Bush Took in $130.8 Million in Political Contributions in 2003Pioneer and Ranger Network Grows
New York Times, January 8, 2004
By RICHARD W. STEVENSON and GLEN JUSTICE
WASHINGTON— President Bush's re-election campaign said on Wednesday that it took in $47 million in contributions in the last three months of 2003, bringing the year's total to $130.8 million and extending the president's financial edge over the Democrats seeking to challenge him.
The campaign said it had spent $31 million, leaving it with $99 million in the bank as it prepares to unleash an advertising campaign in the next month or two to hit back at the Democrats and promote Mr. Bush's accomplishments and agenda.
The fourth-quarter total of $47 million was just short of the $49.5 million the campaign took in during the previous three months and was well above the amount raised by all the Democratic candidates from October through December. Howard Dean, the former Vermont governor, raised at least $15 million in the fourth quarter, and Gen. Wesley K. Clark raised at least $10 million. The other Democrats raised far less.
The Democrats have all been spending the money almost as fast as they raise it as they battle one another for their party's nomination. Whoever emerges as the presumptive Democratic nominee will have to scramble for cash to carry him through the spring and summer. After the Democratic convention in late July, the nominee will receive about $75 million in public financing to pay for the general election campaign.
Mr. Bush intends to continue raising money for the next few months — he will attend fund-raisers on Thursday in Tennessee and Florida — and seems likely to exceed his campaign's stated goal of $170 million by the end of March. He would have to spend that money by the Republican convention at end of August, when he, like his Democratic challenger, will receive $75 million in federal money for the rest of the campaign.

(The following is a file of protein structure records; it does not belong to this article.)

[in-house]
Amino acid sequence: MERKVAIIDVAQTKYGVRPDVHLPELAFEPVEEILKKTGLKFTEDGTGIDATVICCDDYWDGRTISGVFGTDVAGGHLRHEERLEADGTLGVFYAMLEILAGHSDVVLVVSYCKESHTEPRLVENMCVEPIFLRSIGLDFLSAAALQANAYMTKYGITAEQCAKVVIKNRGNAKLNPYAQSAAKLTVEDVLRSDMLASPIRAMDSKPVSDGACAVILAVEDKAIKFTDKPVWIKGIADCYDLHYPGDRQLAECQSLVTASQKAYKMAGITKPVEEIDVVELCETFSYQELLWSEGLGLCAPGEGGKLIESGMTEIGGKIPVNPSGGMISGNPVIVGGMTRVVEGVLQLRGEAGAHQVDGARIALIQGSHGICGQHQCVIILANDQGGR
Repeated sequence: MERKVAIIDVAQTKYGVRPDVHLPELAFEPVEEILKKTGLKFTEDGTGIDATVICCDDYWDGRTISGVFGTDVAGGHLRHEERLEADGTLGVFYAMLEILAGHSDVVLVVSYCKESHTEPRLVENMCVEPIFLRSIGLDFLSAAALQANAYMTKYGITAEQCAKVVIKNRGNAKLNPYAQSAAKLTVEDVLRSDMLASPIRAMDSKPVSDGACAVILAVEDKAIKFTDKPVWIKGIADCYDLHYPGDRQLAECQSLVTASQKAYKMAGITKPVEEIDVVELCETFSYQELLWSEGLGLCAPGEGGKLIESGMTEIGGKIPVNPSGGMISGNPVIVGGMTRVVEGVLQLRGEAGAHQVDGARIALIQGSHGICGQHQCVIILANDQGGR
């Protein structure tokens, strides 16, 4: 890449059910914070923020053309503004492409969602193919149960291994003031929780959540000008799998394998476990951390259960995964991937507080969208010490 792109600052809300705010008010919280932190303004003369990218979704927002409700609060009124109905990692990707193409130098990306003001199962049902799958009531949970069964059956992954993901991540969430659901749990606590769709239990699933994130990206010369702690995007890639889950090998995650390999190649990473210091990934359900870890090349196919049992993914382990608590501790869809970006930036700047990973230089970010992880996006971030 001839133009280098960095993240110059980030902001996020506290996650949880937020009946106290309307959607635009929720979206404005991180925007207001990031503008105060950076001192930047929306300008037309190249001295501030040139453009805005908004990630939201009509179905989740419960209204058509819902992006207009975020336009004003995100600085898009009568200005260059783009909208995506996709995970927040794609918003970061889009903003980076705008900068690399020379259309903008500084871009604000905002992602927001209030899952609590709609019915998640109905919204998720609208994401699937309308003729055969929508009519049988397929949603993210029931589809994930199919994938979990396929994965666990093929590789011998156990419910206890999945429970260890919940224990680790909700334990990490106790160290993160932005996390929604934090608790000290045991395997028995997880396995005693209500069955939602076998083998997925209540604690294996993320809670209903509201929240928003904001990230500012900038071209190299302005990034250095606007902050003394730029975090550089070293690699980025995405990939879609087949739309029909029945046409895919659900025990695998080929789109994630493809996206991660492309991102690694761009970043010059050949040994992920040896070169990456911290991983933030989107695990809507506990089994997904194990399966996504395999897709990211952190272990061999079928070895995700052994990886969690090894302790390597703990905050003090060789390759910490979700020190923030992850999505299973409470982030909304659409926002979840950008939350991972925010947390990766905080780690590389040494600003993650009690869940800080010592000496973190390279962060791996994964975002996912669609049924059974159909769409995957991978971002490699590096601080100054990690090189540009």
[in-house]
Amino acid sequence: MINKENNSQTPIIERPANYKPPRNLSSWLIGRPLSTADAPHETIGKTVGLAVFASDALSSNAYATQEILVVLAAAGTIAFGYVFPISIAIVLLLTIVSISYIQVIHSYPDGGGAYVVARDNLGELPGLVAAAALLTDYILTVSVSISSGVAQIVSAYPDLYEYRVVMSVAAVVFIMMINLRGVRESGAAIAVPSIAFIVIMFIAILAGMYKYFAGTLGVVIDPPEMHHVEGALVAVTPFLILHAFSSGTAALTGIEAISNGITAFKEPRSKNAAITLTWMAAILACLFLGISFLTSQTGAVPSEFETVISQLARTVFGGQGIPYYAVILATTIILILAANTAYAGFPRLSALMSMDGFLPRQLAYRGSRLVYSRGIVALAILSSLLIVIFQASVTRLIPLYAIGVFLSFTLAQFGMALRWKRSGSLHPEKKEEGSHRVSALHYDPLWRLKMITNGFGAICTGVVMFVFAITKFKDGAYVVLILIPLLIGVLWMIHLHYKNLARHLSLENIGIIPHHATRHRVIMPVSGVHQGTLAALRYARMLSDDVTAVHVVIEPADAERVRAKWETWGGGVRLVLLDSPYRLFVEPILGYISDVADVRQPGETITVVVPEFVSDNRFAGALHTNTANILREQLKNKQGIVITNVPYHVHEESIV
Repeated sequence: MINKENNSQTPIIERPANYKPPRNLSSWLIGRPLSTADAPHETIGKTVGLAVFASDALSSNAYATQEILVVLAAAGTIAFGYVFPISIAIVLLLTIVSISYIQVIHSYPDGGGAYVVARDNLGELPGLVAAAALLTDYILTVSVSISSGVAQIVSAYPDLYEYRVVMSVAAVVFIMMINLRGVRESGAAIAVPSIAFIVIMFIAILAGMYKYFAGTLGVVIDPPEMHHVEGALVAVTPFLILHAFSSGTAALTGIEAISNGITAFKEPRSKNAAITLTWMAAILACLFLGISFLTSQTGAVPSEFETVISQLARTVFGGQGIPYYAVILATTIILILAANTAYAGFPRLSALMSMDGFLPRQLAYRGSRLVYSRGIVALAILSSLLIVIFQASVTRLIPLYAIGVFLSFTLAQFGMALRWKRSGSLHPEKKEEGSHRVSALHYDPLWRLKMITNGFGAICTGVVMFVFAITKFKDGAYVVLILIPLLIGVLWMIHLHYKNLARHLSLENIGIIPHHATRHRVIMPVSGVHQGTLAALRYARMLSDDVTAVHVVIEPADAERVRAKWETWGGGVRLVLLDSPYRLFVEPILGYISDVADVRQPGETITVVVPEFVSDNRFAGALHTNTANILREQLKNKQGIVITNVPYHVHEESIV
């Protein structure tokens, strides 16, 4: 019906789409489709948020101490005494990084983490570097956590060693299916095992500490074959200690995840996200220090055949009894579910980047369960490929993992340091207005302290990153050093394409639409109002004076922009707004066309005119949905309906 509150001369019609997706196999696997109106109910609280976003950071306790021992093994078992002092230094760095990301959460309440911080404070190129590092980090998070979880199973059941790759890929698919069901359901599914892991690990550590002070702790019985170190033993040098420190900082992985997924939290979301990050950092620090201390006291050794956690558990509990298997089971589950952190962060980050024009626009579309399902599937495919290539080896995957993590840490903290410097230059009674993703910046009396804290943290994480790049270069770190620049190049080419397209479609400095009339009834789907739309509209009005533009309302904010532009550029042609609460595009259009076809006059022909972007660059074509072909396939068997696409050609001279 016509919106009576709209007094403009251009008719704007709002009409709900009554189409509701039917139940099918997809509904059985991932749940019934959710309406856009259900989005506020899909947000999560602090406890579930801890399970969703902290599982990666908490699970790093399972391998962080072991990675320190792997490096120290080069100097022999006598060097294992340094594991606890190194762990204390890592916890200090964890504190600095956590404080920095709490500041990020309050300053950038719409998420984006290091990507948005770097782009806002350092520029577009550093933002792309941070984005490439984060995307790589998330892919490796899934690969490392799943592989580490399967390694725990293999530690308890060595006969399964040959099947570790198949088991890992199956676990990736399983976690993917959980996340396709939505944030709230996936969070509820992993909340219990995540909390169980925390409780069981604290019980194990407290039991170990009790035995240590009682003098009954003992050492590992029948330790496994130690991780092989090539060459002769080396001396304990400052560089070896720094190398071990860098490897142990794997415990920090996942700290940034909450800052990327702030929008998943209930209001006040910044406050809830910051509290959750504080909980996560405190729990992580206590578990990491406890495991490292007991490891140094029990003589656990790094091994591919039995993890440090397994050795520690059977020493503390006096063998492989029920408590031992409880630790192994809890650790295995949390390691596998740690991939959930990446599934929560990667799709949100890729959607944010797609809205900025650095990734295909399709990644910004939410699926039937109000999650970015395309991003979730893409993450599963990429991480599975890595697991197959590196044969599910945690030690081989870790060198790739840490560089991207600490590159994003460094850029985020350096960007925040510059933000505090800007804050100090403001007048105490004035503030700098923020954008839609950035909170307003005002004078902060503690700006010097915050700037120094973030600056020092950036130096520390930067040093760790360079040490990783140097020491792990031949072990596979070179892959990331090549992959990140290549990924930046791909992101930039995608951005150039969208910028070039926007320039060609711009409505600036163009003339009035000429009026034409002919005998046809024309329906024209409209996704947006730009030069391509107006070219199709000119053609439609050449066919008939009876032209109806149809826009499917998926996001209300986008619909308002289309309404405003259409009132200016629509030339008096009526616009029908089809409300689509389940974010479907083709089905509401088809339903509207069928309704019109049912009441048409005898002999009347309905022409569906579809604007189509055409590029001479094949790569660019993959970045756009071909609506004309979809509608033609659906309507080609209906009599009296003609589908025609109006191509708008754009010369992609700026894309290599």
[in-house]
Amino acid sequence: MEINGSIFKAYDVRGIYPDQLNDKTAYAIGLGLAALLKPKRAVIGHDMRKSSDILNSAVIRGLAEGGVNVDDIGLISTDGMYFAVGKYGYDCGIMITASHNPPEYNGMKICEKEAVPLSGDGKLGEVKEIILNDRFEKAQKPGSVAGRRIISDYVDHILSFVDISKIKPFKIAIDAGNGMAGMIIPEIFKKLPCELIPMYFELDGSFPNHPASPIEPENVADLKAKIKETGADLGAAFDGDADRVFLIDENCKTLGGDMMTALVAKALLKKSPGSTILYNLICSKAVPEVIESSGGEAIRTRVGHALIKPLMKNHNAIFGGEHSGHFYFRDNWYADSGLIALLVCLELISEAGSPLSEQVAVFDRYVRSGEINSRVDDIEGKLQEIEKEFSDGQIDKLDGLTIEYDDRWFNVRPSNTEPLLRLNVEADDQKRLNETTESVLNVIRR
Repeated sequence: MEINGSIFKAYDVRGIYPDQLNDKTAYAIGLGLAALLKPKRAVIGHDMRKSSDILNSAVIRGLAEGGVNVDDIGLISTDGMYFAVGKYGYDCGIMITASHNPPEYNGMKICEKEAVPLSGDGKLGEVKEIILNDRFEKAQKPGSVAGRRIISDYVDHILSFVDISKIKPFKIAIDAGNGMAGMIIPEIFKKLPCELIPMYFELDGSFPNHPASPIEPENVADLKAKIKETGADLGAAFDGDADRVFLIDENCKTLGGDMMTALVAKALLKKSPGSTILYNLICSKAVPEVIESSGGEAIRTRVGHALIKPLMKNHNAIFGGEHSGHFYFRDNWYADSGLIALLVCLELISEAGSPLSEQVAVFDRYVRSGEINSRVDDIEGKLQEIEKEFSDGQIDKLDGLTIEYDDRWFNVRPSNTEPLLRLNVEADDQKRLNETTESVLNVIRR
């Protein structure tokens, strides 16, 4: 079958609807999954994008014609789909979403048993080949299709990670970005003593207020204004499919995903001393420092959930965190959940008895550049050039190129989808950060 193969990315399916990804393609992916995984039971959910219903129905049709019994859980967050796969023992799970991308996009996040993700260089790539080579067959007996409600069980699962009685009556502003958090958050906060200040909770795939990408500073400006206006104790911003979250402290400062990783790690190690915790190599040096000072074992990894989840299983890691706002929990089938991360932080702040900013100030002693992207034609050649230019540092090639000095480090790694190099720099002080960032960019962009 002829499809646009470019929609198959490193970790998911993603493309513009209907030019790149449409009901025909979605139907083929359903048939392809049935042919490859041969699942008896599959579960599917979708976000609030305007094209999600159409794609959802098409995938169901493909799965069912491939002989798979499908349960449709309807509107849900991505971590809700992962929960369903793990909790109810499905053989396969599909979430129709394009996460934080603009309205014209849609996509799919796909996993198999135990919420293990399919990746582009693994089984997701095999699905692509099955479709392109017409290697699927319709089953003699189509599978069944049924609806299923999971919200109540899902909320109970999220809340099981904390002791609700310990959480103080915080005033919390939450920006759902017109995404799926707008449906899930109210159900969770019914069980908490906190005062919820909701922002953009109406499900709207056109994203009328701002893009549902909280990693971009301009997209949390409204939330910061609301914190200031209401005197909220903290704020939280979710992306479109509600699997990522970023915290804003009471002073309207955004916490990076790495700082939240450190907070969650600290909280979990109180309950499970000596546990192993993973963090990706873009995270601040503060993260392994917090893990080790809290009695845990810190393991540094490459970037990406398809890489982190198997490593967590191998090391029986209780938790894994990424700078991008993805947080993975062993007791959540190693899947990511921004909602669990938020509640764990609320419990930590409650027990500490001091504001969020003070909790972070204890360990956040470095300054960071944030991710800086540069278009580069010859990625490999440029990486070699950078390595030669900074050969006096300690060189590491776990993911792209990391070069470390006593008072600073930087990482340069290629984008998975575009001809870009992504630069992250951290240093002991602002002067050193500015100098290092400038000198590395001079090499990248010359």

Mr. Bush's fund-raising was helped by two developments over the past several months: the improvement in the economy and the capture last month of Saddam Hussein, breaking a long spell of bad news from Iraq.
Mr. Bush's network of fund-raisers, which enlists supporters to solicit a specific level of donations, is the most sophisticated and successful in presidential history, campaign finance experts say.
The network is ideally suited to raise vast sums of money under the new campaign finance law, which places a premium on large numbers of $2,000 contributions from individuals as it banned unlimited soft money checks to the political parties. About two-thirds of the $130.8 million raised by the Bush campaign has come from $2,000 donors.
As of Nov. 30, Mr. Bush had 350 top-level volunteer fund-raisers — Pioneers, who agree to raise at least $100,000 from friends, colleagues, neighbors and anyone else in their phone books, and Rangers, who agree to raise $200,000. That is an increase of more than 100 people over the 2000 Bush campaign.
"They've created new networks, and it's given them better results," said one Pioneer based in Washington. "One thing they don't do is just round up all the usual suspects."
There are now Pioneers and Rangers in 43 states and Washington, D.C., records show. Texas has the most, at 43, followed by Florida at 35, California at 34 and New York at 27, according to Texans for Public Justice, a group that tracks campaign finance.
Representing all segments of industry, these fund-raisers have gathered at least $48.4 million since Mr. Bush began raising money in May. Mail and phone solicitations brought in $27 million more and the Internet brought in about $3 million, according to the campaign.
Fund-raisers paint a picture of an organized operation that encourages friendly competition and makes top campaign officials accessible to those raising money out in the field.
"He's been easier to raise money for than many," said former Senator Rudy Boschwitz, a Ranger from Minnesota. "He's extremely well organized. He has the same people running the show that he had in 2000, and the group has coalesced."
Mr. Bush even started a new class of fund-raisers last year, Mavericks, who raise at least $50,000 and are under 40 years old. So far, at least 10 people have raised enough to earn the title and 17 others hold it in addition to Ranger or Pioneer.